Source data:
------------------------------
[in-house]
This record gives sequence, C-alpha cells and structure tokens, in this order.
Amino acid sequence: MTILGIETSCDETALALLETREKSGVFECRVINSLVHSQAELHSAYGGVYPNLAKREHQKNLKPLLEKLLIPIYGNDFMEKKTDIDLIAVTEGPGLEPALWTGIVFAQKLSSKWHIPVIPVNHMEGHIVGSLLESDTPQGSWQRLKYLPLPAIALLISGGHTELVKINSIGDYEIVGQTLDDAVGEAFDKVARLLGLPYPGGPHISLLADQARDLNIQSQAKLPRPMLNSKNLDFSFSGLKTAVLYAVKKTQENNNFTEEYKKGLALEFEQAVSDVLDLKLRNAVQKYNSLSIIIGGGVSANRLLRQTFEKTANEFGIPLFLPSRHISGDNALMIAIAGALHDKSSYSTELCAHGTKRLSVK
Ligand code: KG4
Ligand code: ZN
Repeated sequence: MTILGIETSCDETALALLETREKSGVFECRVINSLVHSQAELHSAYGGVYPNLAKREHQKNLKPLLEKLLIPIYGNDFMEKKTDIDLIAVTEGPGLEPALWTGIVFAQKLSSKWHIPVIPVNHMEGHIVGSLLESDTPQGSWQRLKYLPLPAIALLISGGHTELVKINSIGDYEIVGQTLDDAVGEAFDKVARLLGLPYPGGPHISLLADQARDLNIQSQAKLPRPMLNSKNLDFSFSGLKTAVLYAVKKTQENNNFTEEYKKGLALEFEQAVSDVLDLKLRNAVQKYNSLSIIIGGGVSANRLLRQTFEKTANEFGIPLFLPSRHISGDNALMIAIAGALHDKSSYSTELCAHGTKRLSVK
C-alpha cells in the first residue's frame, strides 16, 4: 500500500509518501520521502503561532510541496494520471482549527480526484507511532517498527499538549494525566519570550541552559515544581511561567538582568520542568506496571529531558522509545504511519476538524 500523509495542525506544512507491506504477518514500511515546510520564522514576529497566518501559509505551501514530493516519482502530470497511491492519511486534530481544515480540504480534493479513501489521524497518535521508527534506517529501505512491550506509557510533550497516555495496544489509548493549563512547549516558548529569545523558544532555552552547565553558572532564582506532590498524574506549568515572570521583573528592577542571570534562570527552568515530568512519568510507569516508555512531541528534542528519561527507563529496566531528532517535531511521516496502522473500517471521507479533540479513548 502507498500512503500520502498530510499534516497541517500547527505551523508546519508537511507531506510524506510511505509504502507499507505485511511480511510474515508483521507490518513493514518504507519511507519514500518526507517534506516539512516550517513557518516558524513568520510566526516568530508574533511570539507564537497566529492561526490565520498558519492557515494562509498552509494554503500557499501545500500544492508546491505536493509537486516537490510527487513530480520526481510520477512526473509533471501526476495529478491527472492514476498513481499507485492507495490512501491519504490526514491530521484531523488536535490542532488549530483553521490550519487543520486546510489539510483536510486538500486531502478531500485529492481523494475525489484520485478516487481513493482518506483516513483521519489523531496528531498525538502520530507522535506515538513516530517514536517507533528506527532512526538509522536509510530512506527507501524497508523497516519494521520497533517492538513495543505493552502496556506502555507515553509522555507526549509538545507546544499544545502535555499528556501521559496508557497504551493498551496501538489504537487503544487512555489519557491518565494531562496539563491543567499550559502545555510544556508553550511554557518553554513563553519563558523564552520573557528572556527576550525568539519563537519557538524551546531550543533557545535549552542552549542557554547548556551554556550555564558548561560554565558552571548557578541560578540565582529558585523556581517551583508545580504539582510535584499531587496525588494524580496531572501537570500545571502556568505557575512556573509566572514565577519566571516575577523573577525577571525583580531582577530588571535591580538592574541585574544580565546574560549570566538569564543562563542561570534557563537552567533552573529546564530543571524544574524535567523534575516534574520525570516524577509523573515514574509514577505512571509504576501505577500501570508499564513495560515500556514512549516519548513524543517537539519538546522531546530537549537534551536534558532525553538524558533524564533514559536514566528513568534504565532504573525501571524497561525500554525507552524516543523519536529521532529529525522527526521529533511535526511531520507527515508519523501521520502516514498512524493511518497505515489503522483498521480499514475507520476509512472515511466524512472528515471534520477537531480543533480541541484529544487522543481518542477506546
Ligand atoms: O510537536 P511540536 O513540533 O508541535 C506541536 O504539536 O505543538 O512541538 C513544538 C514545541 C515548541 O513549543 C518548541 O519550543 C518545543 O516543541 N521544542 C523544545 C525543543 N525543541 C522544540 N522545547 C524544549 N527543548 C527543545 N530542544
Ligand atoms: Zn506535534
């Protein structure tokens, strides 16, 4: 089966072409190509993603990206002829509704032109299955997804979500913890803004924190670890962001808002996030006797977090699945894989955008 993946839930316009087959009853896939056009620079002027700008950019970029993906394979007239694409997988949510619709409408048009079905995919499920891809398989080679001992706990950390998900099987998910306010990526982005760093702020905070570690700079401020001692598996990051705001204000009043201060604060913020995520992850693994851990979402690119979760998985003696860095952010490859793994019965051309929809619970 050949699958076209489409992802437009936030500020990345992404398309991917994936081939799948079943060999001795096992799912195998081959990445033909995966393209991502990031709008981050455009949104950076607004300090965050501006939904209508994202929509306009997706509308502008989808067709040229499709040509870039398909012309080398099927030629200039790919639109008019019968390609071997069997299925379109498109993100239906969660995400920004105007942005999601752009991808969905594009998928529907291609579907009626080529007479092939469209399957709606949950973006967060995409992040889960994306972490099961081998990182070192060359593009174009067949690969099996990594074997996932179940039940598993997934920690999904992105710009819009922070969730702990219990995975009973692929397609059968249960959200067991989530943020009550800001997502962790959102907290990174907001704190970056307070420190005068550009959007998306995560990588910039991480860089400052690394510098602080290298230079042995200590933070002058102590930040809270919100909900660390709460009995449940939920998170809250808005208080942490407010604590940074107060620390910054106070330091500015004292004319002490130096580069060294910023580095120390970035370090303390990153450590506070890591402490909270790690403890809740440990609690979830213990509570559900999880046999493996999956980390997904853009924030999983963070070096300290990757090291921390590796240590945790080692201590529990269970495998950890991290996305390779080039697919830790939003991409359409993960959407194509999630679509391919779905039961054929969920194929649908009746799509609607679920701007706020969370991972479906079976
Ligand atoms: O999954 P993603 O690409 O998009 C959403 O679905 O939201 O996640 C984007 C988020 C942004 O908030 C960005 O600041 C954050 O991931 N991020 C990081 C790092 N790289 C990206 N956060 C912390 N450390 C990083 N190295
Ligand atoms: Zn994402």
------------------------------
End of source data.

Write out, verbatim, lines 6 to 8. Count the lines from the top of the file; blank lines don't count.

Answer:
Repeated sequence: MTILGIETSCDETALALLETREKSGVFECRVINSLVHSQAELHSAYGGVYPNLAKREHQKNLKPLLEKLLIPIYGNDFMEKKTDIDLIAVTEGPGLEPALWTGIVFAQKLSSKWHIPVIPVNHMEGHIVGSLLESDTPQGSWQRLKYLPLPAIALLISGGHTELVKINSIGDYEIVGQTLDDAVGEAFDKVARLLGLPYPGGPHISLLADQARDLNIQSQAKLPRPMLNSKNLDFSFSGLKTAVLYAVKKTQENNNFTEEYKKGLALEFEQAVSDVLDLKLRNAVQKYNSLSIIIGGGVSANRLLRQTFEKTANEFGIPLFLPSRHISGDNALMIAIAGALHDKSSYSTELCAHGTKRLSVK
C-alpha cells in the first residue's frame, strides 16, 4: 500500500509518501520521502503561532510541496494520471482549527480526484507511532517498527499538549494525566519570550541552559515544581511561567538582568520542568506496571529531558522509545504511519476538524 500523509495542525506544512507491506504477518514500511515546510520564522514576529497566518501559509505551501514530493516519482502530470497511491492519511486534530481544515480540504480534493479513501489521524497518535521508527534506517529501505512491550506509557510533550497516555495496544489509548493549563512547549516558548529569545523558544532555552552547565553558572532564582506532590498524574506549568515572570521583573528592577542571570534562570527552568515530568512519568510507569516508555512531541528534542528519561527507563529496566531528532517535531511521516496502522473500517471521507479533540479513548 502507498500512503500520502498530510499534516497541517500547527505551523508546519508537511507531506510524506510511505509504502507499507505485511511480511510474515508483521507490518513493514518504507519511507519514500518526507517534506516539512516550517513557518516558524513568520510566526516568530508574533511570539507564537497566529492561526490565520498558519492557515494562509498552509494554503500557499501545500500544492508546491505536493509537486516537490510527487513530480520526481510520477512526473509533471501526476495529478491527472492514476498513481499507485492507495490512501491519504490526514491530521484531523488536535490542532488549530483553521490550519487543520486546510489539510483536510486538500486531502478531500485529492481523494475525489484520485478516487481513493482518506483516513483521519489523531496528531498525538502520530507522535506515538513516530517514536517507533528506527532512526538509522536509510530512506527507501524497508523497516519494521520497533517492538513495543505493552502496556506502555507515553509522555507526549509538545507546544499544545502535555499528556501521559496508557497504551493498551496501538489504537487503544487512555489519557491518565494531562496539563491543567499550559502545555510544556508553550511554557518553554513563553519563558523564552520573557528572556527576550525568539519563537519557538524551546531550543533557545535549552542552549542557554547548556551554556550555564558548561560554565558552571548557578541560578540565582529558585523556581517551583508545580504539582510535584499531587496525588494524580496531572501537570500545571502556568505557575512556573509566572514565577519566571516575577523573577525577571525583580531582577530588571535591580538592574541585574544580565546574560549570566538569564543562563542561570534557563537552567533552573529546564530543571524544574524535567523534575516534574520525570516524577509523573515514574509514577505512571509504576501505577500501570508499564513495560515500556514512549516519548513524543517537539519538546522531546530537549537534551536534558532525553538524558533524564533514559536514566528513568534504565532504573525501571524497561525500554525507552524516543523519536529521532529529525522527526521529533511535526511531520507527515508519523501521520502516514498512524493511518497505515489503522483498521480499514475507520476509512472515511466524512472528515471534520477537531480543533480541541484529544487522543481518542477506546
Ligand atoms: O510537536 P511540536 O513540533 O508541535 C506541536 O504539536 O505543538 O512541538 C513544538 C514545541 C515548541 O513549543 C518548541 O519550543 C518545543 O516543541 N521544542 C523544545 C525543543 N525543541 C522544540 N522545547 C524544549 N527543548 C527543545 N530542544